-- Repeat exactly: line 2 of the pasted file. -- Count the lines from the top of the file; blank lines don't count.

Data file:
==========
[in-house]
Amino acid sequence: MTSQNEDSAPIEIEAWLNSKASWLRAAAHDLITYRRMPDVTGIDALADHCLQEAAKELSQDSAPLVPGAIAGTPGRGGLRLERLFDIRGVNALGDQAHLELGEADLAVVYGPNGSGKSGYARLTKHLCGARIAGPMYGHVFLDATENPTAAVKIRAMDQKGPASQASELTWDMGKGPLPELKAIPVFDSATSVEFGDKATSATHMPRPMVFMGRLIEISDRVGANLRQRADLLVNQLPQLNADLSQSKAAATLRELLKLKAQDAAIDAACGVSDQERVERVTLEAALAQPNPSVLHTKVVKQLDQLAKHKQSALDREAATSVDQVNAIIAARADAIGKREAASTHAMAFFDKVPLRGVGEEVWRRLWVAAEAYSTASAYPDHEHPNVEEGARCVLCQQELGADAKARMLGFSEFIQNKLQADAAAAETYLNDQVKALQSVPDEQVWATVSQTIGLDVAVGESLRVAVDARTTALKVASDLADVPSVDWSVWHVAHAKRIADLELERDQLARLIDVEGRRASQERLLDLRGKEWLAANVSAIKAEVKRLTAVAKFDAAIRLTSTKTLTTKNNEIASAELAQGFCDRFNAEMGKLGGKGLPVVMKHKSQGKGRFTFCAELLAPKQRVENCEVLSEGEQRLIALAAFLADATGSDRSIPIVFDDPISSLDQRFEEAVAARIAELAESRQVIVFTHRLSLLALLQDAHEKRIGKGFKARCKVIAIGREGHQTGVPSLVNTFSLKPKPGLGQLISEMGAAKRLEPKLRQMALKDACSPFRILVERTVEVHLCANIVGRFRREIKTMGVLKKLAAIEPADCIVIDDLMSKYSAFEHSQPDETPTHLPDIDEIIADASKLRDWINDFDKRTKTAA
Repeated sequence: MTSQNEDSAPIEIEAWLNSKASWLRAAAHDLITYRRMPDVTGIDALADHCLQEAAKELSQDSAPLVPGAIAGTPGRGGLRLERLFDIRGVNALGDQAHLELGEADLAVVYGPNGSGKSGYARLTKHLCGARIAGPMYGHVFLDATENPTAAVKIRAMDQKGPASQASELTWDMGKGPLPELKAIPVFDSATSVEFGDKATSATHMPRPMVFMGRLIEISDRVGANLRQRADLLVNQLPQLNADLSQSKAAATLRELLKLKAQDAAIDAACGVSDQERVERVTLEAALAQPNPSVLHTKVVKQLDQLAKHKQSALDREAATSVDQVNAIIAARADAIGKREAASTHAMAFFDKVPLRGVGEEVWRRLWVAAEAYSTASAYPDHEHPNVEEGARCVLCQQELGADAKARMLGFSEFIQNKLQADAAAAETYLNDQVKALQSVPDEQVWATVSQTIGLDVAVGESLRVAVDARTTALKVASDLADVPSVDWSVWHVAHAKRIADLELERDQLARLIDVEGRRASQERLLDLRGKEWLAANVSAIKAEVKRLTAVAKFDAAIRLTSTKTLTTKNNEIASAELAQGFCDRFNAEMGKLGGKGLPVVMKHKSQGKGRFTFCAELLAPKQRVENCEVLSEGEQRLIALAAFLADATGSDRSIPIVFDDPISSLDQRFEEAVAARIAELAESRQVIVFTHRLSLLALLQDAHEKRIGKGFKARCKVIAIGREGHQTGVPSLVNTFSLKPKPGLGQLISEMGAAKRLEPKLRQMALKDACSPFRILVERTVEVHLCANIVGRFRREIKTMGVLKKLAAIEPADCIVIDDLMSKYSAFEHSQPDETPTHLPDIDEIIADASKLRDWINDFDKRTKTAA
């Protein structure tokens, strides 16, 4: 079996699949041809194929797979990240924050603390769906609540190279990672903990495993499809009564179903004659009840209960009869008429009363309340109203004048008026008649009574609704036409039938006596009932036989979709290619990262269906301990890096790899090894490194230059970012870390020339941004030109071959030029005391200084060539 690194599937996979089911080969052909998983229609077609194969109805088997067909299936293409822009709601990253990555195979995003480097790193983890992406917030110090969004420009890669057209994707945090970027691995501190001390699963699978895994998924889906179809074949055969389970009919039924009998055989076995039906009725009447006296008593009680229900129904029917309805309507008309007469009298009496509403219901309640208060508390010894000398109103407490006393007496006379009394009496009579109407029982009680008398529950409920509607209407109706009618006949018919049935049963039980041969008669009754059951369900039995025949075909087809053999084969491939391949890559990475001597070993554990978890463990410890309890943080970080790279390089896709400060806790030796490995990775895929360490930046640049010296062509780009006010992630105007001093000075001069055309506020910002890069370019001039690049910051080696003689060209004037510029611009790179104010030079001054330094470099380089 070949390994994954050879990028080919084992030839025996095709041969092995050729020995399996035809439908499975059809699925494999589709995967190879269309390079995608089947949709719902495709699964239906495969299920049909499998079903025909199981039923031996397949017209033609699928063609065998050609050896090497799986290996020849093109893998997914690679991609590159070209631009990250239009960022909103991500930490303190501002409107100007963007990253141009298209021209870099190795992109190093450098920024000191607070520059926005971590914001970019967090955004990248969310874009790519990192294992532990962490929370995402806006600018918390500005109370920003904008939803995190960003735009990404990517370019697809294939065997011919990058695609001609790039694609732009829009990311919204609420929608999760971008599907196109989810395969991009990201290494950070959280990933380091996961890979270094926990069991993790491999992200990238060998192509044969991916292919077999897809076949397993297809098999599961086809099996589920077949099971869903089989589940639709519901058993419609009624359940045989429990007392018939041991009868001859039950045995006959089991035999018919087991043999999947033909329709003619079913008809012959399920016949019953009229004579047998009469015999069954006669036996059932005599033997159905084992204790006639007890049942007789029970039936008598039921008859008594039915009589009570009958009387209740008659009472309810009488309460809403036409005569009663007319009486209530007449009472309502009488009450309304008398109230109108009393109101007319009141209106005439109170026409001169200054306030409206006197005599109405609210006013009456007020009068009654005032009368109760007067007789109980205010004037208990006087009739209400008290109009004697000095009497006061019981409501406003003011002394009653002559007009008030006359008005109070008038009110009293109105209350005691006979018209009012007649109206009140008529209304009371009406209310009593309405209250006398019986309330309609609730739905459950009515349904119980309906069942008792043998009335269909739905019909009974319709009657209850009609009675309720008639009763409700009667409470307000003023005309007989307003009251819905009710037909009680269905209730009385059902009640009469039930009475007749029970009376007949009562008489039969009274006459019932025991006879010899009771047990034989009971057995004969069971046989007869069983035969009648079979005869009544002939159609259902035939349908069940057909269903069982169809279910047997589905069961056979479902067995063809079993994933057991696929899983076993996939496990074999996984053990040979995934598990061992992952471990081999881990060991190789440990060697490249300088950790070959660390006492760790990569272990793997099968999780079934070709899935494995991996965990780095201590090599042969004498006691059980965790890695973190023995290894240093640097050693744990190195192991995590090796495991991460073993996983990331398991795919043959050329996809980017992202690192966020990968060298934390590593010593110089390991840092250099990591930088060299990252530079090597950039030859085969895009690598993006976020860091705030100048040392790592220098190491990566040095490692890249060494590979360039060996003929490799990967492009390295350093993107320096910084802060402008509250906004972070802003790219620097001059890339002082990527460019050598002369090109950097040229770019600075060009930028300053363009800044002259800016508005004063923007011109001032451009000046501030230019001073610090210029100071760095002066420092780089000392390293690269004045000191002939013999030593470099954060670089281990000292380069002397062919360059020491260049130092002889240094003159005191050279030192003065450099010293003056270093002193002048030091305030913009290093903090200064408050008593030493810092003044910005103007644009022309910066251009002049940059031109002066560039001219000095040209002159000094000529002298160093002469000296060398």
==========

Amino acid sequence: MTSQNEDSAPIEIEAWLNSKASWLRAAAHDLITYRRMPDVTGIDALADHCLQEAAKELSQDSAPLVPGAIAGTPGRGGLRLERLFDIRGVNALGDQAHLELGEADLAVVYGPNGSGKSGYARLTKHLCGARIAGPMYGHVFLDATENPTAAVKIRAMDQKGPASQASELTWDMGKGPLPELKAIPVFDSATSVEFGDKATSATHMPRPMVFMGRLIEISDRVGANLRQRADLLVNQLPQLNADLSQSKAAATLRELLKLKAQDAAIDAACGVSDQERVERVTLEAALAQPNPSVLHTKVVKQLDQLAKHKQSALDREAATSVDQVNAIIAARADAIGKREAASTHAMAFFDKVPLRGVGEEVWRRLWVAAEAYSTASAYPDHEHPNVEEGARCVLCQQELGADAKARMLGFSEFIQNKLQADAAAAETYLNDQVKALQSVPDEQVWATVSQTIGLDVAVGESLRVAVDARTTALKVASDLADVPSVDWSVWHVAHAKRIADLELERDQLARLIDVEGRRASQERLLDLRGKEWLAANVSAIKAEVKRLTAVAKFDAAIRLTSTKTLTTKNNEIASAELAQGFCDRFNAEMGKLGGKGLPVVMKHKSQGKGRFTFCAELLAPKQRVENCEVLSEGEQRLIALAAFLADATGSDRSIPIVFDDPISSLDQRFEEAVAARIAELAESRQVIVFTHRLSLLALLQDAHEKRIGKGFKARCKVIAIGREGHQTGVPSLVNTFSLKPKPGLGQLISEMGAAKRLEPKLRQMALKDACSPFRILVERTVEVHLCANIVGRFRREIKTMGVLKKLAAIEPADCIVIDDLMSKYSAFEHSQPDETPTHLPDIDEIIADASKLRDWINDFDKRTKTAA